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Despite the harvest, Crisis (IPC Phase 3) will likely persist in the north into 2023 due to conflict

  • Food Security Outlook
  • Nigeria
  • June 2022 - January 2023
Despite the harvest, Crisis (IPC Phase 3) will likely persist in the north into 2023 due to conflict

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  • Key Messages
  • Key Messages
    • Humanitarian assistance needs in Nigeria are expected to be atypically high during the June to September 2022 lean season, with the highest concentration of assistance needs in the Northeast and Northwest. These high needs are primarily driven by persistent conflict, predominately across northern Nigeria, and continued poor macroeconomic conditions.  Emergency (IPC Phase 4) outcomes are expected in inaccessible areas of the Northeast, and widespread Crisis (IPC Phase 3) and Stressed (IPC Phase 2) outcomes across much of the north through at least September. While acute food insecurity is expected to improve with the harvest in October, Crisis (IPC Phase 3) outcomes are expected in some of the worst conflict-affected areas of the north where atypically high assistance needs are likely. 

    • Overall, a relatively lower number of conflict events were reported in the Northeast during mid-2022. While the lower levels of conflict have allowed displaced households to return to their area of origin, these households, along with those who continue to be displaced, have low assets and difficulty engaging in typical livelihood activities due to the prolonged nature of the conflict. Many households are engaging in the ongoing agricultural season, and while engagement in the season is expected to be above average, households will likely still face difficulty planting at pre-conflict levels due to low income and erosion of assets. As a result, Crisis (IPC Phase 3) or worse outcomes are expected in these areas of the northeast through at least January 2023. 

    • In the Northwest and Northcentral states, banditry, kidnapping, and insecurity persist at high levels. Farming households pay fees to access their farms, and those with livestock continue to have them looted. Additionally, there are regular robberies of communities and traders. These incidents limit economic and agricultural activities in Sokoto, Zamfara, Kaduna, Katsina, Benue, and Niger states. The high cost of agricultural inputs further limits labor and engagement in the ongoing agricultural season. Across the worst conflict-affected areas, Crisis (IPC Phase 3) outcomes are likely through at least January 2023 due to low agricultural production and purchasing power. 

    • Food prices remain significantly higher than average and last year due to poor macroeconomic conditions, high fuel costs, above-average market demand, and high global food prices.  Annual inflation remains high, at 17.71 percent in May, while the NGN continues to depreciate. Additionally, fuel shortages and high fuel costs are driving up transportation costs. Food prices are expected to continue increasing through the start of the harvest in September. As the harvest begins, food prices are expected to somewhat decline as market demand decreases; however, due to the likely poor macroeconomic conditions and high fuel and global food prices, food prices in Nigeria are expected to remain well above average.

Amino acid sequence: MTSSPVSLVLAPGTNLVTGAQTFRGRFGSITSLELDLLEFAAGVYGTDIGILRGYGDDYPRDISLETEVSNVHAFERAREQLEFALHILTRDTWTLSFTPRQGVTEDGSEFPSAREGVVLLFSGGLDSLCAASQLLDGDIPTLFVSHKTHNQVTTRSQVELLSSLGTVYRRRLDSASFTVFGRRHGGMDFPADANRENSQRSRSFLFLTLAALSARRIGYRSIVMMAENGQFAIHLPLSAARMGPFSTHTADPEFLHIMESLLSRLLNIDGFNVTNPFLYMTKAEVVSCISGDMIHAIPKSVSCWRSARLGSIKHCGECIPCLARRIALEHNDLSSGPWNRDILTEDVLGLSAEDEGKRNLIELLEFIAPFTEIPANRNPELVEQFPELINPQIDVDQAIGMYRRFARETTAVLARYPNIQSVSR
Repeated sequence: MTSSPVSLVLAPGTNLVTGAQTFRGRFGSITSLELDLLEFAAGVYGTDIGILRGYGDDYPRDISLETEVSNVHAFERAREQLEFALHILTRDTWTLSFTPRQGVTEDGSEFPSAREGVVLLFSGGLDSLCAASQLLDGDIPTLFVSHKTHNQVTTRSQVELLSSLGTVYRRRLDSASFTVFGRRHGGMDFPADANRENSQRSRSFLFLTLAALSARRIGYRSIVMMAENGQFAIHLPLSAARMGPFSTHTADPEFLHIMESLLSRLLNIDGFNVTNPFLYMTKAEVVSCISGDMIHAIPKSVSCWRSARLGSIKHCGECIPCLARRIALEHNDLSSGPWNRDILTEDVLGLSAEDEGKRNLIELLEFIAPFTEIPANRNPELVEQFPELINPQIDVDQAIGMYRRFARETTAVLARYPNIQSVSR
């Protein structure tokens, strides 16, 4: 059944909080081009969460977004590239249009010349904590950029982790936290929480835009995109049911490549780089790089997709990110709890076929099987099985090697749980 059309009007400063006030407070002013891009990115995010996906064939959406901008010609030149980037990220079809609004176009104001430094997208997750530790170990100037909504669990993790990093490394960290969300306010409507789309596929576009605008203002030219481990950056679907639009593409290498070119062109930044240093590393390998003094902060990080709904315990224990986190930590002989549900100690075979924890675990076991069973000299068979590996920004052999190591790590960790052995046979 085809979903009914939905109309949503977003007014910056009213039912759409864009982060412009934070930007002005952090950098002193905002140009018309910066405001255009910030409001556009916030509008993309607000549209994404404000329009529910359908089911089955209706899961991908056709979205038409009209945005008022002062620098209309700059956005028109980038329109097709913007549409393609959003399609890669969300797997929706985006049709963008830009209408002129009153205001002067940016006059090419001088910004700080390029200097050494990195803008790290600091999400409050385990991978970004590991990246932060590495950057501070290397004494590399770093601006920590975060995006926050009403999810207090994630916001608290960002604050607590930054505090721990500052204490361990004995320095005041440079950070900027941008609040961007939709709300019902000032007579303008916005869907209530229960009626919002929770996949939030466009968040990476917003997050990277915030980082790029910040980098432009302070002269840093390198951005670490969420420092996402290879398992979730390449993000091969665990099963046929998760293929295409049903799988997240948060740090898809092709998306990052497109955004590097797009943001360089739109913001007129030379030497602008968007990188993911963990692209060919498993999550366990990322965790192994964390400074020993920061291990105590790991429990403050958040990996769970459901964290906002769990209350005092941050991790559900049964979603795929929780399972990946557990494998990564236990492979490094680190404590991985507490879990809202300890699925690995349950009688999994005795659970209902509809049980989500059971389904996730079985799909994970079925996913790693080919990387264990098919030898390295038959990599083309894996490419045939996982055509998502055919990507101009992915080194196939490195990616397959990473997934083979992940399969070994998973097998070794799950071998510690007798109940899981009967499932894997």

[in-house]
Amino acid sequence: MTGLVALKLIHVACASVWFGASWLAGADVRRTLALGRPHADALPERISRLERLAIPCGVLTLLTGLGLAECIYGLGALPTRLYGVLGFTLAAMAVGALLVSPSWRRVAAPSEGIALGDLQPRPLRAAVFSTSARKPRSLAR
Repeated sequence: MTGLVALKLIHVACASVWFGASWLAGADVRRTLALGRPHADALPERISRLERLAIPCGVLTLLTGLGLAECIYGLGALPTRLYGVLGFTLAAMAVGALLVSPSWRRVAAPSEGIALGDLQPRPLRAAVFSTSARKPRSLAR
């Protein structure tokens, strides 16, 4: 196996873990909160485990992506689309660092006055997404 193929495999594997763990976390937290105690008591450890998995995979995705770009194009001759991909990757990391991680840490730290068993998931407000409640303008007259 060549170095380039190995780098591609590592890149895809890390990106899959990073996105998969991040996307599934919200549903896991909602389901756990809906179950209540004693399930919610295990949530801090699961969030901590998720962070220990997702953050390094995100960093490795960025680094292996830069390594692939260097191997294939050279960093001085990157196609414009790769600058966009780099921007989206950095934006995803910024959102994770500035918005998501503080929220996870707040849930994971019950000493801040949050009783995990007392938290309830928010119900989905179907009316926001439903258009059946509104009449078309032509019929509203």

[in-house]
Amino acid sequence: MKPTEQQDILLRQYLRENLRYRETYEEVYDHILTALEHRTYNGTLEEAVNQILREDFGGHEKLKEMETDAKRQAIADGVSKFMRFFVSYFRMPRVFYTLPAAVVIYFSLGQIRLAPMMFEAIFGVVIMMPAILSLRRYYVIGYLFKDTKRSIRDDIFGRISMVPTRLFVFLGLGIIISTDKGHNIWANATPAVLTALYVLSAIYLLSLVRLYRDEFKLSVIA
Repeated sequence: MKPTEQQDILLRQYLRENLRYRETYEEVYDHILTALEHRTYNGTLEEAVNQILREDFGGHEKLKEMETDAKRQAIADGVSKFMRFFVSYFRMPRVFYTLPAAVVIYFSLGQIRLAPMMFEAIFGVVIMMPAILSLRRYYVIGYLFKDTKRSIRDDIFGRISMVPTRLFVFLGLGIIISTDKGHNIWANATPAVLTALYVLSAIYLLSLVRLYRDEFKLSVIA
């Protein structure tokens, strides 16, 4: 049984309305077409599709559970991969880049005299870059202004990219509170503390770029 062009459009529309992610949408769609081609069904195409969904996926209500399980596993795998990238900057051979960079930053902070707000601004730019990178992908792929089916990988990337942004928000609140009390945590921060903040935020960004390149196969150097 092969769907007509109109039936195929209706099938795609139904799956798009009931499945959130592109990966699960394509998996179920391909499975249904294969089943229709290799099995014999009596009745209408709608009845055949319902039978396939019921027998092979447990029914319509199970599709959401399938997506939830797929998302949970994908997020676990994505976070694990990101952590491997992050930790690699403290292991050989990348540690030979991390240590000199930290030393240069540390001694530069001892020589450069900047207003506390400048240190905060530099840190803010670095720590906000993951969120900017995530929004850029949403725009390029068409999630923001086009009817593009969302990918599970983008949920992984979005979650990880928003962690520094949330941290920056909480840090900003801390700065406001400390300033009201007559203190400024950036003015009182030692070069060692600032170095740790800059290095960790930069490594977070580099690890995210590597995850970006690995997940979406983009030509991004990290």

Current Situation

    Persistent conflict in southern, northwestern, and northeastern Nigeria, coupled with continued poor macroeconomic conditions, remain the primary drivers of acute food insecurity. As a result, food assistance needs are atypically high in these areas during the ongoing lean season.

    Across Nigeria, conflict in mid-2022 is occurring at higher levels compared to the same time in 2021, with conflict concentrated in Northwest and Northcentral parts of the country (Figure 1).  Conflict and insecurity have remained high in these areas since early 2022, predominately in Kaduna, Katsina, Kebbi, Sokoto, Zamfara, and Niger states, where many villages are fully or nearly deserted. In addition to displacement and significant disruption to livelihood and market activities, farming households and pastoralists are charged exorbitant fees by armed actors, limiting access to their farms and land.

    In the Northeast, Borno state remains the epicenter of conflict. However, in recent months, conflict has remained largely below levels reported during the same period in 2021 and those observed in recent years. In May, conflict was recorded in Rann in Kaga/Balge LGA, Borno State. Conflict events were also recorded in May and June in Ngala, Konduga, and Kaga LGAs. This is among the longest periods during which conflict has been low in the Northeast in the last five years. However, fatalities per attack have significantly increased, demonstrating insurgents’ growing capability to carry out deadlier attacks.